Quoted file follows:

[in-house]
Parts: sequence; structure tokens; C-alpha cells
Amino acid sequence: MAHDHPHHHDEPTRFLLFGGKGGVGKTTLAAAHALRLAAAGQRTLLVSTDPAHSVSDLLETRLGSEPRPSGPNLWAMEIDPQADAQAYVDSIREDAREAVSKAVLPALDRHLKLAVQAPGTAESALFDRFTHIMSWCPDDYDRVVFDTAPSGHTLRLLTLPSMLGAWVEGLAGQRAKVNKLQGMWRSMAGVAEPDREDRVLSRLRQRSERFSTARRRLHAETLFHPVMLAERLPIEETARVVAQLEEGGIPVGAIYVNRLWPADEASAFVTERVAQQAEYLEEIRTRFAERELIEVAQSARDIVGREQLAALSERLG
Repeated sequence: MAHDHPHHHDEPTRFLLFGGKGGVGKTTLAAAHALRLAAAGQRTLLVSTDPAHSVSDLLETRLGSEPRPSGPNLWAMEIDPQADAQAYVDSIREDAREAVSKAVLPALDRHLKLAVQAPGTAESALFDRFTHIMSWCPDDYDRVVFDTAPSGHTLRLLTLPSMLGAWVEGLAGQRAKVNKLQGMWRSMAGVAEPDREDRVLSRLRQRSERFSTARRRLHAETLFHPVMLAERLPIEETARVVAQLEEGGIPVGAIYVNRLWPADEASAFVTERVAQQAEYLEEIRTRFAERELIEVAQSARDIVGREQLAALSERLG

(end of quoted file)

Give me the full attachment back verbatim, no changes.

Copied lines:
[in-house]
Parts: sequence; structure tokens; C-alpha cells
Amino acid sequence: MAHDHPHHHDEPTRFLLFGGKGGVGKTTLAAAHALRLAAAGQRTLLVSTDPAHSVSDLLETRLGSEPRPSGPNLWAMEIDPQADAQAYVDSIREDAREAVSKAVLPALDRHLKLAVQAPGTAESALFDRFTHIMSWCPDDYDRVVFDTAPSGHTLRLLTLPSMLGAWVEGLAGQRAKVNKLQGMWRSMAGVAEPDREDRVLSRLRQRSERFSTARRRLHAETLFHPVMLAERLPIEETARVVAQLEEGGIPVGAIYVNRLWPADEASAFVTERVAQQAEYLEEIRTRFAERELIEVAQSARDIVGREQLAALSERLG
Repeated sequence: MAHDHPHHHDEPTRFLLFGGKGGVGKTTLAAAHALRLAAAGQRTLLVSTDPAHSVSDLLETRLGSEPRPSGPNLWAMEIDPQADAQAYVDSIREDAREAVSKAVLPALDRHLKLAVQAPGTAESALFDRFTHIMSWCPDDYDRVVFDTAPSGHTLRLLTLPSMLGAWVEGLAGQRAKVNKLQGMWRSMAGVAEPDREDRVLSRLRQRSERFSTARRRLHAETLFHPVMLAERLPIEETARVVAQLEEGGIPVGAIYVNRLWPADEASAFVTERVAQQAEYLEEIRTRFAERELIEVAQSARDIVGREQLAALSERLG